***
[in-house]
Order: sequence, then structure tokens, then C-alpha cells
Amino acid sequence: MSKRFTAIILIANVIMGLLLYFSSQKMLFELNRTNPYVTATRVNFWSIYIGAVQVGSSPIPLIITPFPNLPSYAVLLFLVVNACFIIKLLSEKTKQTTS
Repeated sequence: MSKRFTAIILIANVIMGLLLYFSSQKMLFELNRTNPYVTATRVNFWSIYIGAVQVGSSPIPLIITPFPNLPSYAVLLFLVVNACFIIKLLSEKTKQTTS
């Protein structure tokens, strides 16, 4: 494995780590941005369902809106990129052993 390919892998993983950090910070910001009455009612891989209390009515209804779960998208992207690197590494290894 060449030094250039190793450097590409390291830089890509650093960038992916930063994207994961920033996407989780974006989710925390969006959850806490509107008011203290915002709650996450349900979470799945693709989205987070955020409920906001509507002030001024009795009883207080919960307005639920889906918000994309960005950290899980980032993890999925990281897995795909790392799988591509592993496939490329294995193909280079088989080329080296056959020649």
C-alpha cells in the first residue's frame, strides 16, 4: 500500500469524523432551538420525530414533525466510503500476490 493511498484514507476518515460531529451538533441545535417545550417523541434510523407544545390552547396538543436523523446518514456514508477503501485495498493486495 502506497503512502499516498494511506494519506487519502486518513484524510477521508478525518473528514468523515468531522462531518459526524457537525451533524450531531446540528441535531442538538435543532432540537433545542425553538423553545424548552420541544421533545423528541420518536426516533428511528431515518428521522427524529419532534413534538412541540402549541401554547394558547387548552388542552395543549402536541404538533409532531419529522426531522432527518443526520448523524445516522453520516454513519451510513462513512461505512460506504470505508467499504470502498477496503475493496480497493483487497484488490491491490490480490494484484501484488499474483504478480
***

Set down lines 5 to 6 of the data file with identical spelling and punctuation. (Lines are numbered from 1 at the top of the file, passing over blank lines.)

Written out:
């Protein structure tokens, strides 16, 4: 494995780590941005369902809106990129052993 390919892998993983950090910070910001009455009612891989209390009515209804779960998208992207690197590494290894 060449030094250039190793450097590409390291830089890509650093960038992916930063994207994961920033996407989780974006989710925390969006959850806490509107008011203290915002709650996450349900979470799945693709989205987070955020409920906001509507002030001024009795009883207080919960307005639920889906918000994309960005950290899980980032993890999925990281897995795909790392799988591509592993496939490329294995193909280079088989080329080296056959020649």
C-alpha cells in the first residue's frame, strides 16, 4: 500500500469524523432551538420525530414533525466510503500476490 493511498484514507476518515460531529451538533441545535417545550417523541434510523407544545390552547396538543436523523446518514456514508477503501485495498493486495 502506497503512502499516498494511506494519506487519502486518513484524510477521508478525518473528514468523515468531522462531518459526524457537525451533524450531531446540528441535531442538538435543532432540537433545542425553538423553545424548552420541544421533545423528541420518536426516533428511528431515518428521522427524529419532534413534538412541540402549541401554547394558547387548552388542552395543549402536541404538533409532531419529522426531522432527518443526520448523524445516522453520516454513519451510513462513512461505512460506504470505508467499504470502498477496503475493496480497493483487497484488490491491490490480490494484484501484488499474483504478480